Sweet seahorses

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Home > McGill News > 2000 > Fall 2000 > Newsbites > Sweet seahorses

Sweet seahorses


Support can come from the oddest places. One might rightly expect funds for biology research to come from scientific granting agencies or a corporate donor with interests in the field of study. But for McGill professor Amanda Vincent and her international Project Seahorse, support has come from a luxury chocolate company.


Chocolaterie Guylian gave the renowned biologist and seahorse champion $750,000(U.S.) for her project that protects seahorses from over-harvesting and other threats to their habitats. Guylian wanted to support a conservation project and were tipped off by the World Wildlife Fund that Vincent's work fit the bill perfectly: Guylian's chocolates, marketed in 140 countries, are produced in the shapes of seashells and seahorses. Teaming up with Vincent was the perfect match of philanthropy, environmentalism and marketing.

Shuttle service


Life just got easier for McGill students and staff travelling between the downtown campus and Macdonald in Ste. Anne de Bellevue. The University has launched a new "door-to-door" shuttle bus service, which stops at the Roddick Gates downtown and Centennial Centre out at Mac. With the rise in interdisciplinary programs like the McGill School of Environment, more and more students are bouncing between campuses for their studies. The new bus has six departures a day from each campus and riders can buy monthly or semester passes or 10-trip cards.

New spin on strange pulsar

Photo Photos courtesy NASA

McGill and MIT astronomers have taken a major step in defining a type of star so rare that only five are so far known to us Earthlings. Victoria Kaspi, an assistant professor of physics at MIT's Center for Space Research who is on leave from McGill's Physics department, has found that a slow-spinning, highly magnetic collapsed star known as an Anomolous X-ray Pulsar (AXP) has experienced a kind of "starquake" -- a sudden, catastrophic shifting of the star's interior. The "starquake" provides strong confirmation that the AXP is a neutron star -- the skeletal remains of a large star that has exploded its outer shell and is left a quickly spinning and much smaller core. (A pulsar is a neutron star that emits a pulse of radiation with each spin.)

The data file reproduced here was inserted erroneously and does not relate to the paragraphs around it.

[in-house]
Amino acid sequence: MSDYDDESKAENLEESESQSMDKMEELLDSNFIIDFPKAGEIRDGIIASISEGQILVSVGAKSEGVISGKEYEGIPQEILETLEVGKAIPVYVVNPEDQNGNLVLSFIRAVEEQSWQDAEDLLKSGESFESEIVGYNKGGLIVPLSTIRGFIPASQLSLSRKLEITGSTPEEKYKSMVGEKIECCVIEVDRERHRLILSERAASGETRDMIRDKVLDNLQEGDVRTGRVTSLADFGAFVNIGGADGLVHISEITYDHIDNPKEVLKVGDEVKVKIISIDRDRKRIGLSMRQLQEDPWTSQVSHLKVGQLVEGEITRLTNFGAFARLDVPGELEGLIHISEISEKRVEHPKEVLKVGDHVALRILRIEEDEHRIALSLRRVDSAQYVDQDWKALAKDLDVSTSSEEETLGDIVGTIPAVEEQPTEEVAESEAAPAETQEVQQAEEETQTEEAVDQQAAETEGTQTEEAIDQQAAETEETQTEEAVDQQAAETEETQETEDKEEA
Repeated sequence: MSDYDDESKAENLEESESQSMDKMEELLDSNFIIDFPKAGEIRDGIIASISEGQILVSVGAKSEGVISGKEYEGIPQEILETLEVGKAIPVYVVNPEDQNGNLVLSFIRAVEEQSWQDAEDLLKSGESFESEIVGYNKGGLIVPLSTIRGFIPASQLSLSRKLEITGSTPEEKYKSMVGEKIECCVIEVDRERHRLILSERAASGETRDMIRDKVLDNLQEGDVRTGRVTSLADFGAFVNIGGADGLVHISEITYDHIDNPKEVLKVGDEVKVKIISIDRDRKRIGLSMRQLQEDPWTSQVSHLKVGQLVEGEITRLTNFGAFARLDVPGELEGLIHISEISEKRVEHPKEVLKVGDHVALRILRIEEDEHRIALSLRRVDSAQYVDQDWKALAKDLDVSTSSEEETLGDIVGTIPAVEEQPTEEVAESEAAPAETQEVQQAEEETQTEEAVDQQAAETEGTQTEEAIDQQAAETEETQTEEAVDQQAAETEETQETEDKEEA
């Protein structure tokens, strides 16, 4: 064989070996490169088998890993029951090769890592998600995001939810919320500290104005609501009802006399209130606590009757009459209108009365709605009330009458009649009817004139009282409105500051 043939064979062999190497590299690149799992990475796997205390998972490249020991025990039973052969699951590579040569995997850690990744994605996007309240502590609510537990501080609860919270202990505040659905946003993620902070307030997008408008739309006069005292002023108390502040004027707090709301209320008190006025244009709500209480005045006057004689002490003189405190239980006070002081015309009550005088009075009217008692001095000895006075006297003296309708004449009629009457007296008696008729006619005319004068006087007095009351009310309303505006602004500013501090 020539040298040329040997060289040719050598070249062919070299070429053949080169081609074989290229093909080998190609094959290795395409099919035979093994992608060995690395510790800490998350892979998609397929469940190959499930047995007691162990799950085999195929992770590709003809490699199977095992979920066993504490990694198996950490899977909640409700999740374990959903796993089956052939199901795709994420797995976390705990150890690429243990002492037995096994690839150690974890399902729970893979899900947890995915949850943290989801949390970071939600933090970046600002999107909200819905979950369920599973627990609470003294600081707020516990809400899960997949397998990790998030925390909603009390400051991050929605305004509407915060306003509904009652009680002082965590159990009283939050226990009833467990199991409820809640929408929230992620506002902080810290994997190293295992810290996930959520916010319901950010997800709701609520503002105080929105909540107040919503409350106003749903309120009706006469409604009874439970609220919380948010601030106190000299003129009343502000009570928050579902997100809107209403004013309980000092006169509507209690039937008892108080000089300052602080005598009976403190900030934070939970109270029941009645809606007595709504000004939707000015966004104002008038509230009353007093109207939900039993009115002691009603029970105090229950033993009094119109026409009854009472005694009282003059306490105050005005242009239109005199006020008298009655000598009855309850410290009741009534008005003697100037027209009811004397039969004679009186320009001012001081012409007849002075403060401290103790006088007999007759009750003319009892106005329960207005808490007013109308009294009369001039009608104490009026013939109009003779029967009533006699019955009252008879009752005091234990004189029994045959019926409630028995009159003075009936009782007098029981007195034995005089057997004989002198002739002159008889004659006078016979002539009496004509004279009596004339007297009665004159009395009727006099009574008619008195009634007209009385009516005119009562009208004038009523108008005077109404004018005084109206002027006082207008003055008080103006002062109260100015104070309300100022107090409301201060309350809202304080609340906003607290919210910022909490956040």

The discovery may also support the hypothesis that neutron stars up to a thousand times more magnetic than those previously documented may exist. Known as magnetars, the hypothetical stars would be powerful enough to magnetically wipe the information from a credit card at a distance halfway to the moon.

Kaspi and fellow researchers were using the Rossi X-ray Timing Explorer (RXTE) satellite to track these rare stars. They only emit X-ray radiation and therefore cannot be observed by ordinary radio and optical telescopes. "Thanks to RXTE," says Kaspi, "we can study the interiors of these unusual objects using a form of 'seismology,' like the way geologists study the Earth from earthquakes."


Kaspi's group were watching for an AXP to start spinning faster -- a phenomenon known somewhat unscientifically as a glitch, and observed in the more-studied radio pulsars. The glitch is the likely result of the earthquake-like quirks that occur in the star. After two years, one of the AXPs obliged.

"We were delighted!" says Kaspi. "This is clear evidence that the AXP is a neutron star with an internal structure just like the radio pulsars."

As for proving the existence of magnetars, the AXP glitch supports the hypothesis, and there are a handful of magnetar candidates sprinkled throughout the galaxy, but the findings do not provide proof.

"That can only come with patience and continued observation of these strange beasts," says Kaspi.

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